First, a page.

Originally Published: November 10, 2018 10:45 p.m.
Donald Brubaker didn’t want to be an Ohio farmer.
So he joined the United States Navy right out of high school — the year was 1938.
The young sailor could have no way of knowing he would own a front row seat to world history.
For certain, Brubaker could not imagine he would live long enough — 99 years and three months — to tell an up close and personal account of the renowned World War II Battle of Midway Island.
“I was on the USS Yorktown,” declares the now Highgate Senior Living resident whose memory of the Japanese dive bomb attacks and torturous aftermath at the Battle of Midway Island remain vivid, despite the passage of time.
The afternoon of June 4, 1942, six months after the stunning, war-provoking Japanese attack on Pearl Harbor, the young Brubaker was a ground crew mechanic aboard one of the largest remaining carriers in the Pacific Fleet. He remembers the immense shudder and explosion of bombs striking first the boilers and then two more to the port side, with the third delivering the worst blow.
“It just shook,” said Brubaker, who remembers racing to load the wounded into life rafts before finally jumping overboard, one of the last to depart the carrier. “We had no power.”
He said he can still hear the captain’s voice telling all the remaining sailors aboard to “abandon ship.”
With just a life jacket for protection, Brubaker said once he got in the water he started swimming toward one of the destroyers performing rescue duties, the USS Hammann. Once he prepared to climb up the side, a crewman told him he would have to wait. He doesn’t recall exactly how long he was forced to tread water, but he expects it was a couple hours. Amid dive bombers in the sky and enemy submarines below, and sharks, the wait seemed interminable, he said.
Once he was rescued, he was quickly transferred to one of the nearby cruisers.
The timing proved serendipitous.
From Brubaker’s vantage point aboard the cruiser, Brubaker witnessed the sinking of both the USS Yorktown and the destroyer USS Hammann; today he admits to awe and gratitude he managed to survive.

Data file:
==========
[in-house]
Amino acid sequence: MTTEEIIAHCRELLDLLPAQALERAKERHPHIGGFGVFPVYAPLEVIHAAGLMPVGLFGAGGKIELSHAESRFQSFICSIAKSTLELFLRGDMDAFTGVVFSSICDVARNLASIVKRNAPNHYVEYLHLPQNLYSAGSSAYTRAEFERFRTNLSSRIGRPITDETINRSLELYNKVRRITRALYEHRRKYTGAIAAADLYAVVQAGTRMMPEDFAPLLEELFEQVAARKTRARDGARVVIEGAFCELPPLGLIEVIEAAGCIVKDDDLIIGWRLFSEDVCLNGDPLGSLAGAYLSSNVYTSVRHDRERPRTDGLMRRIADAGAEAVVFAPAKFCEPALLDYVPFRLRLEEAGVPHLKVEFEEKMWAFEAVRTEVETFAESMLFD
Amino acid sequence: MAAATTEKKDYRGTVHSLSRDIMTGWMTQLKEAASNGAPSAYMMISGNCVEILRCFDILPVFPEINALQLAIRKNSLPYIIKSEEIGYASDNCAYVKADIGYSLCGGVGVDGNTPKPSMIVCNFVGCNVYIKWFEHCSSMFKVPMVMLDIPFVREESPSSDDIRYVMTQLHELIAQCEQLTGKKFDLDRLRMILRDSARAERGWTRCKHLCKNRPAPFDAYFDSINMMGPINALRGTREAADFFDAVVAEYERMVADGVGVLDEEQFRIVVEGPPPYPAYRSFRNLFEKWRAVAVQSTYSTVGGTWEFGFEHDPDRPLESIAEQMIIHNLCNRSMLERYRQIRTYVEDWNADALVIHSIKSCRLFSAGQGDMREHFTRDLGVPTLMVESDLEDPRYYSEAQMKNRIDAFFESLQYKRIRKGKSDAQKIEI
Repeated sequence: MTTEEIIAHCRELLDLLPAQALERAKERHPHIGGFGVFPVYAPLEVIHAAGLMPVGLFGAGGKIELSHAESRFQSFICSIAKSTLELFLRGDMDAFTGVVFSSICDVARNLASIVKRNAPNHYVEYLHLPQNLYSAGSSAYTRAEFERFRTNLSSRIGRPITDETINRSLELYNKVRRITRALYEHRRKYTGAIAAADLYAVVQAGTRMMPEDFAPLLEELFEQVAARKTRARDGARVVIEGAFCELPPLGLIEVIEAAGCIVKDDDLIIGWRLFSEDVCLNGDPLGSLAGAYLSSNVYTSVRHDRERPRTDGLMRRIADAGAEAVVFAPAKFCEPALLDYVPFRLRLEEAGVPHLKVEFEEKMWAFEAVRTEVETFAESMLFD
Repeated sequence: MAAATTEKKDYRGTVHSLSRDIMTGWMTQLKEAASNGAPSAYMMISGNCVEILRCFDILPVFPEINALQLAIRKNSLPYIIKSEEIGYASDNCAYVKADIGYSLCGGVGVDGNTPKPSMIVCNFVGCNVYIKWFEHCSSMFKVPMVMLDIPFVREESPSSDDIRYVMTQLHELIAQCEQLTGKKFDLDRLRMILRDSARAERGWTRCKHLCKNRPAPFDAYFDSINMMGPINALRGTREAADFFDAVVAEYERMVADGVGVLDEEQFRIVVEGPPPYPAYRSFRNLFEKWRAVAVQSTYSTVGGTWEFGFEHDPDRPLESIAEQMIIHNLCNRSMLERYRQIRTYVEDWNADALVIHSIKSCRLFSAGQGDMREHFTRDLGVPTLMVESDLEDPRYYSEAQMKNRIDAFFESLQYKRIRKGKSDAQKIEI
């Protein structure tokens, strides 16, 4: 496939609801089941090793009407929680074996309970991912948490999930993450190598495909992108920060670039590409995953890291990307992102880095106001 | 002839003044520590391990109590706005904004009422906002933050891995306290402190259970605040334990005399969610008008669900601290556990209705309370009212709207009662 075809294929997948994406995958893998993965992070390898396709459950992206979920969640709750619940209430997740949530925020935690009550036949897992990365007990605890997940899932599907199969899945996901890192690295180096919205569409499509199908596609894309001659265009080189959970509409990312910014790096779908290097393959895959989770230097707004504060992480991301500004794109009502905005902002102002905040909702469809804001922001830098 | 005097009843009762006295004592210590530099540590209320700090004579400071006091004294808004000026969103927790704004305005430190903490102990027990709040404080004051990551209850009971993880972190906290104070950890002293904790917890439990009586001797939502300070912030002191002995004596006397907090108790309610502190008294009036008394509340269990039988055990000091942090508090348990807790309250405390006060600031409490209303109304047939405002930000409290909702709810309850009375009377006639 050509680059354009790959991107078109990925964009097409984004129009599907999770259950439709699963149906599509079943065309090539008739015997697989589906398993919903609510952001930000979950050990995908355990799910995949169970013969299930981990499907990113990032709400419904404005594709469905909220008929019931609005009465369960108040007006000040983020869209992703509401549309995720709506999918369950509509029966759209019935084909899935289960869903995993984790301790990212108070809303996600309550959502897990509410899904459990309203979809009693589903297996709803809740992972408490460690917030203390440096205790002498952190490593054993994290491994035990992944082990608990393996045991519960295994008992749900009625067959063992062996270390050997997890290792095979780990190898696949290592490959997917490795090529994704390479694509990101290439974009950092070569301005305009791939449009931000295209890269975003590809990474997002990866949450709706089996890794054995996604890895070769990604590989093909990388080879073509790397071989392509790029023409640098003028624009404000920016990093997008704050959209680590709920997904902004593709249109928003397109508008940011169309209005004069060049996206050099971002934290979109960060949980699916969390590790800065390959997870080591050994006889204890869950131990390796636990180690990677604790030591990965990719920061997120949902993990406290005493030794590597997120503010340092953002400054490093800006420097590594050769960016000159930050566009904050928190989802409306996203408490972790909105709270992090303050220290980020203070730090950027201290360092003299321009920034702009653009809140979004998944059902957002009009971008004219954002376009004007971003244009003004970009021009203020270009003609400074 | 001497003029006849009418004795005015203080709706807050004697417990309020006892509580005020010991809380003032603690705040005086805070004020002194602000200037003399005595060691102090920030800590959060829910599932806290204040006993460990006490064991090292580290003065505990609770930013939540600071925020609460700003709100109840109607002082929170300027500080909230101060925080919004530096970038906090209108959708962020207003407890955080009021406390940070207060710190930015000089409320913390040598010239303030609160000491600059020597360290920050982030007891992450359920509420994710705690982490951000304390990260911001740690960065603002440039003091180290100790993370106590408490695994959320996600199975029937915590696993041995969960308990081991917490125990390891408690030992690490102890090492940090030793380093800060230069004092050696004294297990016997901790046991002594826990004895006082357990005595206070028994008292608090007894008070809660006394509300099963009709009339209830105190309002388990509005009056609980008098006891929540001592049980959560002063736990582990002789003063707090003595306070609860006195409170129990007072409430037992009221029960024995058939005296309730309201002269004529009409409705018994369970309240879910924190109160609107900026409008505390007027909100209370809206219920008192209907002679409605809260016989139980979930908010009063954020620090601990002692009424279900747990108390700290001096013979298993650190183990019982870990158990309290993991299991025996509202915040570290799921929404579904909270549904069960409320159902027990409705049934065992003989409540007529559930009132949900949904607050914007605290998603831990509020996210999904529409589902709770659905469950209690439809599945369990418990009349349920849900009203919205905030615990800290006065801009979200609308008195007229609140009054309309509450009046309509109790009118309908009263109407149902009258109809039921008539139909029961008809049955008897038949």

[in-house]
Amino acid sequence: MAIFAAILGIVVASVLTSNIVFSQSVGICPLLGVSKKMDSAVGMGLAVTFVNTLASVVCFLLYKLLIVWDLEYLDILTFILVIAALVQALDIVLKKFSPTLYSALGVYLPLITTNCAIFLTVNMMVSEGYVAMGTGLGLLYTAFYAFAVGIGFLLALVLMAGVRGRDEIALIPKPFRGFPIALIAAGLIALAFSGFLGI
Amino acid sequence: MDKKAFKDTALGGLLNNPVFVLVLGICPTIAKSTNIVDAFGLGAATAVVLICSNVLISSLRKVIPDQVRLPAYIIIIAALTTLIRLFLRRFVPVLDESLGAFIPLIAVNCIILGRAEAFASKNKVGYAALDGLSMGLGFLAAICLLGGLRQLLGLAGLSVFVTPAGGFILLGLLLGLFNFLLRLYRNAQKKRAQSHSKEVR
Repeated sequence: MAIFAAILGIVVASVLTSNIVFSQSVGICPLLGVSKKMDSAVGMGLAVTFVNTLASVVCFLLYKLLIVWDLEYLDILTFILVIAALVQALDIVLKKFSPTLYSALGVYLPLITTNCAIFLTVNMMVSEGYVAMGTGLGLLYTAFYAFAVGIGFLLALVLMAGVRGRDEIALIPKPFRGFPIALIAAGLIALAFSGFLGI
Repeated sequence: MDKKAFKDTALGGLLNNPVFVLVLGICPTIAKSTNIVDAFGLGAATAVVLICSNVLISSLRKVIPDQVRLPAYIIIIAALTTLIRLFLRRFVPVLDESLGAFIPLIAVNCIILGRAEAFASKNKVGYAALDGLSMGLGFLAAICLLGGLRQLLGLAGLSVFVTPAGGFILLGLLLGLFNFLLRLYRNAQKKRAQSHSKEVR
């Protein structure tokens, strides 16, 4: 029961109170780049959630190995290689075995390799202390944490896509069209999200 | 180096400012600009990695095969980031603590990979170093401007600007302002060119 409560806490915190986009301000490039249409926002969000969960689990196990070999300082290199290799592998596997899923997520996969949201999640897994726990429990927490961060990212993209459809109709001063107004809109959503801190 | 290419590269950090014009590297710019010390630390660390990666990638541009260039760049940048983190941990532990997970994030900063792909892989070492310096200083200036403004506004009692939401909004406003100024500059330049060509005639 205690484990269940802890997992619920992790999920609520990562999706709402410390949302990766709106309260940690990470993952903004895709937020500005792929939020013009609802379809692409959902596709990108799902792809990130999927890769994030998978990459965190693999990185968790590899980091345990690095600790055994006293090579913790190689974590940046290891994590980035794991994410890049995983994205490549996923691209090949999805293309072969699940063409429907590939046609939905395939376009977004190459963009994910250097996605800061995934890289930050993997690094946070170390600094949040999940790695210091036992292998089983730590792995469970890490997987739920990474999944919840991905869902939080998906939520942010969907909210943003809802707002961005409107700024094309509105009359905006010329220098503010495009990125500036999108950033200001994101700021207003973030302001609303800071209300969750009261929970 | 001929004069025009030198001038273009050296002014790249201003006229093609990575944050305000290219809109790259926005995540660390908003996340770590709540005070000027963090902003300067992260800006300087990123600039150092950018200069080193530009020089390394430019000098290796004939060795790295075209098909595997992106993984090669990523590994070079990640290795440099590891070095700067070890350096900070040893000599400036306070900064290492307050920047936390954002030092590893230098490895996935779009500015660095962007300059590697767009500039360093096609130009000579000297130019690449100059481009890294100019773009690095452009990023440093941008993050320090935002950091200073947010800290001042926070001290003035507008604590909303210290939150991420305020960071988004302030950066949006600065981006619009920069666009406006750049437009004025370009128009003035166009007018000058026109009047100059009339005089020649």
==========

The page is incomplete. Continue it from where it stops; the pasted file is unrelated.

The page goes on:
Asked if he feared for his life, Brubaker said, “I didn’t have time to be nervous.”
“I didn’t suffer any bloodshed. No Purple Heart,” Brubaker said with a chuckle.
Brubaker’s naval sojourn to the USS Yorktown was circuitous. He started his Navy career at boot camp in the Great Lakes before he was transferred to San Diego and assigned to the USS Lexington. When that carrier was dispatched to search for the missing adventurer pilot Amelia Earhart, Brubaker ended up part of a squadron sent to Norfolk, Virginia. It was there that he was assigned to the USS Yorktown.
With no plan to make the Navy a career, Brubaker’s plans changed quickly on Sunday, Dec. 7, 1941.
He was on leave when the Japanese attacked Pearl Harbor. He and his comrades were quickly alerted to return to ship.
“That’s when I knew we were going to war,” Brubaker said.
One of Brubaker’s keepsakes is his military diary that lists all of his assignments and ports throughout his 22.5-year career, including those leading up to the Battle of Midway Island. He, too, has a copy of a military magazine article that describes the sinking of the USS Yorktown — with images that Brubaker said are forever embedded in his mental archives.
After the war, Brubaker and his family traveled the world, with assignments stretching from Daytona Beach, Florida, to a two-year stay in Japan. He retired in San Diego as a chief warrant officer. He then spent another 18 years working for the city as the pier director of commercial shipping.
“We had a good life,” Brubaker said.
Brubaker’s son, Donald Jr., who lives in Prescott, said his father’s accounts of his time on the USS Yorktown are quite detailed, his mind sharp and patriotism keen.
“He might forget what he did yesterday, but he won’t forget what he was doing 70 years ago,” said Brubaker Jr. of the father who has outlived two wives, Willise and Betty. He has a daughter, Barbara Jean, in Baltimore, and five adult grandchildren.
A congenial gentleman who prides himself on good manners, Brubaker’s sole nod to age is a mobile wheelchair.
He bakes a tasty apple pie; the recipe requires Fuji apples.
He’s a baseball fan; he was disappointed the Diamondbacks didn’t have a better showing this year. He steers away from politics — too nasty, he says.
He shares a common veteran lament: the no-end-in-sight war against terrorism in the Middle East.
“I don’t know why we want to keep struggling,” Brubaker said.
With his father in an ever-dwindling fraternity, Donald Jr. is glad he is sharing his recollections. He has immense pride in the role his father played at a turning point of America’s military history.
“Of course, we always honor him on (Veterans Day),” he concluded.